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47

I'm going to focus on one aspect of the question that I think has not been fully appreciated: How can one best convey to beginners—without algebra—the flipping of denominator fractions... what would convince a novice Many of the ingredients of this answer are already present in some of the other answers to this question, but are rearranged here in a ...

36

Questions of this nature were addressed in some part by New Math in the late 50s and 60s. They were also used as a point of criticism by its opponents. Most notable is Morris Kline's book Why Johnny Can't Add in which he writes relevantly in Chapter 1 : Evidently the class is not doing too well and so the teacher tries a simpler question. "Is 7 a number?"...

18

The other answers are good, and/but some of those points are reinforced by a diagnostic that has ever-more been important to me: is intention being communicated? And a different, more linguistic point mentioned in other answers: toleration of ambiguity, allowing context (where intent is adequately clear) to disambiguate. Thus, yes, it is perverse to entrap/...

16

Here are a few comments, and then an attempt at two succinct answers. In particular, I will try to answer this using a measurement interpretation, and then again with an equal sharing interpretation. I prefer the former, but include the latter for completeness. Comments: Some of the key terms in unpacking this are measurement, equal sharing, and missing ...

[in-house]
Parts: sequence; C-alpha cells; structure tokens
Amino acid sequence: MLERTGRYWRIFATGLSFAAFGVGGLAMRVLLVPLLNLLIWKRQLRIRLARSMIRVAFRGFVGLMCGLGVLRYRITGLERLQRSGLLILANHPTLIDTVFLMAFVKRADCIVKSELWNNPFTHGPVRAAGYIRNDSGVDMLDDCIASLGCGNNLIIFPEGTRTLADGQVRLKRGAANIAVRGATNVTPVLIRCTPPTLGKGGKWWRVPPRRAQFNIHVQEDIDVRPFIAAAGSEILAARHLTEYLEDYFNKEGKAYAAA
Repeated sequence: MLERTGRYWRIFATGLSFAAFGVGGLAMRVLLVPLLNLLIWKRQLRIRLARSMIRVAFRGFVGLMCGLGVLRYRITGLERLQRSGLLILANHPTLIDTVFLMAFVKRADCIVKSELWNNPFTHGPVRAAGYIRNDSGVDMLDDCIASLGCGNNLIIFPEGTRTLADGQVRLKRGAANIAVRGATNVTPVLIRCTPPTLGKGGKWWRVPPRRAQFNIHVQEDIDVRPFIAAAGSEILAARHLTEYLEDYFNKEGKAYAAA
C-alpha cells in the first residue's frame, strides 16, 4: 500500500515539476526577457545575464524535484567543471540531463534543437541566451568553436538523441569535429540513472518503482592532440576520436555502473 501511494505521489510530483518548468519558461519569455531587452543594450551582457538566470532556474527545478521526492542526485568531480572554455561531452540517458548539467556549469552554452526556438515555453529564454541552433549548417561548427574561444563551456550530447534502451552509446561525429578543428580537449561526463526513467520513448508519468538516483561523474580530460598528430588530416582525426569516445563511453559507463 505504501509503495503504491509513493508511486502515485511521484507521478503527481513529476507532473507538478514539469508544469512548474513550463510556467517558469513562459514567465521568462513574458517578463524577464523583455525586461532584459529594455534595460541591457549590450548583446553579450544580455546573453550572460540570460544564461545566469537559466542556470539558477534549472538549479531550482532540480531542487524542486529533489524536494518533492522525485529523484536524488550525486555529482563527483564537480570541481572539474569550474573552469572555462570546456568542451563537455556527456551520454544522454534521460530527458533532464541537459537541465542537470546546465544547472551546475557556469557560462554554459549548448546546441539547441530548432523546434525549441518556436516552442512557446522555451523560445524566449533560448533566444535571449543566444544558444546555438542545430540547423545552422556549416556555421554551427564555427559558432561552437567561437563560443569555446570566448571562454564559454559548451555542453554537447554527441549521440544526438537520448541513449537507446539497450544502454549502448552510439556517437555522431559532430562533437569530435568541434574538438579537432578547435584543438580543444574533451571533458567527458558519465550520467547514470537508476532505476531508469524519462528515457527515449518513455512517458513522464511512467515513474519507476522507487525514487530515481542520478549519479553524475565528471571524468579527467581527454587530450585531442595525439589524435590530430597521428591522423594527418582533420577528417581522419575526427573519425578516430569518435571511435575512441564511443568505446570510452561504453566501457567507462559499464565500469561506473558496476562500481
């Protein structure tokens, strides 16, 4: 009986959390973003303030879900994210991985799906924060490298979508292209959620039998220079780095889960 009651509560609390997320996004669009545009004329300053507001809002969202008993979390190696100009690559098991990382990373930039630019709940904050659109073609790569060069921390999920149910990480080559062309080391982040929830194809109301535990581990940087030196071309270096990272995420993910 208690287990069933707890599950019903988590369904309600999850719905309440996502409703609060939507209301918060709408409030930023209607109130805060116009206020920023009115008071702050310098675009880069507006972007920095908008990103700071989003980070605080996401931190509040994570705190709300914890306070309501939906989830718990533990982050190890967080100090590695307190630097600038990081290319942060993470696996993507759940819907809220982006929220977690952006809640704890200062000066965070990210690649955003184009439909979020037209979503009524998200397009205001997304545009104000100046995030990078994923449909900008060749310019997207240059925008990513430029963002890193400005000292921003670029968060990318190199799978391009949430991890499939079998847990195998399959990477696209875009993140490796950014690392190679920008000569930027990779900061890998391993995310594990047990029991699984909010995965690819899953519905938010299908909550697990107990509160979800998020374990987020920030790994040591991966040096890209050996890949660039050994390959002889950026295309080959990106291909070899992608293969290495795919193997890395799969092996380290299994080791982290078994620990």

16

Instead of presenting "cancelling" as an arbitrary rule (which is often how students have seen it — or at least how they learned it — before), explain it in a way that shows what's actually going on. So, if we have $\frac{5x + 5}{5}$, instead of just "cancelling the 5's" (which sounds kind of arbitrary and mysterious), write out several steps, like: $$\frac{... 16 I think there's a countervailing issue that the book you're describing is trying to deal with. I teach college students, so I don't know what the particular approach it's taking is age appropriate for a 6th grader, but it is trying to solve a real problem. What I would do about this is introduce them as separate topics, probably spaced far in time. Let ... 14 One reason is that mathematics was not handed down by the gods fully formed and unambiguous. It is a human construction over a very long time and mathematical notation even more so. Any time a notation doesn't "work" for all possible contexts, it's an opportunity for us to talk about this human side of mathematics, and about the pros and cons of notation ... 14 I find this diagram helpful when relating the two: It comes from a model curriculum unit on Rates and Ratios for 6th graders (you can see them all here after registering), and I have found this particular graphic very helpful with math content professional development with 6th grade math teachers. 14 I have no experience teaching fractions, but I think moving away from using the divide symbol makes things easier. It doesn't get used at university level (but exponents start being used, so there are still two notations). I would do$$3\div\frac{2}{7} = \frac{3}{\frac{2}{7}} = \frac{3}{\frac{2}{7}} \times \frac{7}{7} = \frac{3\times 7}{\frac{2}{7}\...